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New study suggests link between excessive weight and reduced embryo quality

A new study suggests that there are major differences in the early development of embryos in overweight and obese women, compared to women with a normal weight. The researchers found that the eggs of overweight and obese women are also smaller, which may reduce the likelihood of a successful pregnancy.

The study was conducted at the HYMS Centre for Cardiovascular and Metabolic Research at the University of Hull in the United Kingdom, and published in Human Reproduction. The study examined 368 fertilized eggs from 58 different women with a range of Body Mass Index (BMI) scores. Eggs from overweight or obese women were smaller and less likely to reach the crucial “blastocyst” stage around 5 days after fertilization, than the eggs from normal weight women. Embryos from overweight and obese women reached the blastocyst stage approximately 17 hours faster than embryos from women of normal weight. This faster development meant that fewer cells were formed in the blastocysts, which could affect the placenta – a critical support system for the growing baby. The embryos from overweight and obese women in this study also had a significantly reduced intake of glucose which is needed for early stage embryo development, and showed signs of metabolic changes in some of the amino acids that are needed for the healthy development of cells, muscles, and tissues.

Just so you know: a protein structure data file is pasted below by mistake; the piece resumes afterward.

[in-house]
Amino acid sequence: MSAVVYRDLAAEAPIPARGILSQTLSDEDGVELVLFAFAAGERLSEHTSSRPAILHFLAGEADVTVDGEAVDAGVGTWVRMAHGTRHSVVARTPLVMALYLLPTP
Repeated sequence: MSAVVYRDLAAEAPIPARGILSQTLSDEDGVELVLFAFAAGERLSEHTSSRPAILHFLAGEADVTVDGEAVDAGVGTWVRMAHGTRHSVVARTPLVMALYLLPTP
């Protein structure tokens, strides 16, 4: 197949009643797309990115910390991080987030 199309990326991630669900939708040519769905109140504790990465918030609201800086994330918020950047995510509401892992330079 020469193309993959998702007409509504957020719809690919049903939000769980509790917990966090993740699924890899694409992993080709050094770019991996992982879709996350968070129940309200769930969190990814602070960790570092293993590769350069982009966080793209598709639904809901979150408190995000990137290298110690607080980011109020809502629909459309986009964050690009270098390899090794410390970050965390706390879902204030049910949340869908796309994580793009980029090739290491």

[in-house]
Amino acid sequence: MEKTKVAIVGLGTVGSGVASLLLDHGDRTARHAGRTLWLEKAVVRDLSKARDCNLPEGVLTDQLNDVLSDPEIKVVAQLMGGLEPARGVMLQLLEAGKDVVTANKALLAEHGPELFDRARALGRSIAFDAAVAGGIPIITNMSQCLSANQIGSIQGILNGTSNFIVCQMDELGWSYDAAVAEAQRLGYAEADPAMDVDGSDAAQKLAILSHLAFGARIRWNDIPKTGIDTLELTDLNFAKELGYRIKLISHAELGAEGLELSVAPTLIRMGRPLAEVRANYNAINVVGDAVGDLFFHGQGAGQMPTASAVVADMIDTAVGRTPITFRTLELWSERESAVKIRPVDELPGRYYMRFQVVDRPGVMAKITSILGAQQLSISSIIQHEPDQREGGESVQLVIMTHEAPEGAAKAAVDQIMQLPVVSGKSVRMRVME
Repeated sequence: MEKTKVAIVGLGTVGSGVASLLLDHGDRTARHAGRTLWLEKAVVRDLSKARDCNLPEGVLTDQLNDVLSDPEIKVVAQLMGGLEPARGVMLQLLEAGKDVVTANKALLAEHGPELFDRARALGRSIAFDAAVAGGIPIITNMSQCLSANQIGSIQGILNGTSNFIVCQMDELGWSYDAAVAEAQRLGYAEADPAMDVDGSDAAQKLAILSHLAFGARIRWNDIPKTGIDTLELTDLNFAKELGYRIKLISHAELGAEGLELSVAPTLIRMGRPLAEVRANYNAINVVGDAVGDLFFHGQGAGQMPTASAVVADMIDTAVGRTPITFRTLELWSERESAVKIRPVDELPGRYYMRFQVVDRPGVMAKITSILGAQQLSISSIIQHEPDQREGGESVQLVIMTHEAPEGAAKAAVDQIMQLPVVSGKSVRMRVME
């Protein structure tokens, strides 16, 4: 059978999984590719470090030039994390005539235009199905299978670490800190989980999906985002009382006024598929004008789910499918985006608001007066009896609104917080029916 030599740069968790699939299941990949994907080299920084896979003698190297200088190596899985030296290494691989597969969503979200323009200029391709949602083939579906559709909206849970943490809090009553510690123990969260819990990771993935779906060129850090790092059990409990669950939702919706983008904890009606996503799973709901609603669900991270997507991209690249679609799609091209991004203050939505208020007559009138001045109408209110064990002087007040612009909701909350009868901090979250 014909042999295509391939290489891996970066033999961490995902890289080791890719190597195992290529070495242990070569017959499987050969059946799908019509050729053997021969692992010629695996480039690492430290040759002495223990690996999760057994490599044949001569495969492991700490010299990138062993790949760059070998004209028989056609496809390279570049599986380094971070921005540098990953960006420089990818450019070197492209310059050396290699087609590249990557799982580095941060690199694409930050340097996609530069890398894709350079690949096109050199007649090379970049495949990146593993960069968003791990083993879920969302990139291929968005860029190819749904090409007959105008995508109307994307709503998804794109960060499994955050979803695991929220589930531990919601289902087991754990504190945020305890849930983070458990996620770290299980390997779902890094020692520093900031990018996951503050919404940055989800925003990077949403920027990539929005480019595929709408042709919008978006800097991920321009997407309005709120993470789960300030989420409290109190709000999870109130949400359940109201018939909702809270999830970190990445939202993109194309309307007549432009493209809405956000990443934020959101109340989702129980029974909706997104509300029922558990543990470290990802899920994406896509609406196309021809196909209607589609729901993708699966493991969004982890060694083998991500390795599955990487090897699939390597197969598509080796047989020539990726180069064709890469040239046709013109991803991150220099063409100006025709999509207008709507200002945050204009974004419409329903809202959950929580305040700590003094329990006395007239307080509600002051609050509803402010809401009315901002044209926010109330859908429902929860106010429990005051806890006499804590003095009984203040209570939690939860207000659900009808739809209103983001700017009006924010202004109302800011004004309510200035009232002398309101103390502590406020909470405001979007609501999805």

According to Janet Fyle, professional policy advisor at the Royal College of Midwives:

“This research supports and reaffirms our advice about the potentially negative effects of obesity on pregnancy and the developing baby… there is a strong public health message here to be given to women who may be planning to have a baby. It is about the need to ensure women are healthy and not overweight, not just during pregnancy, but before..”

Read more about the relationship between weight and fertility here and here. 

Read more about the study here.

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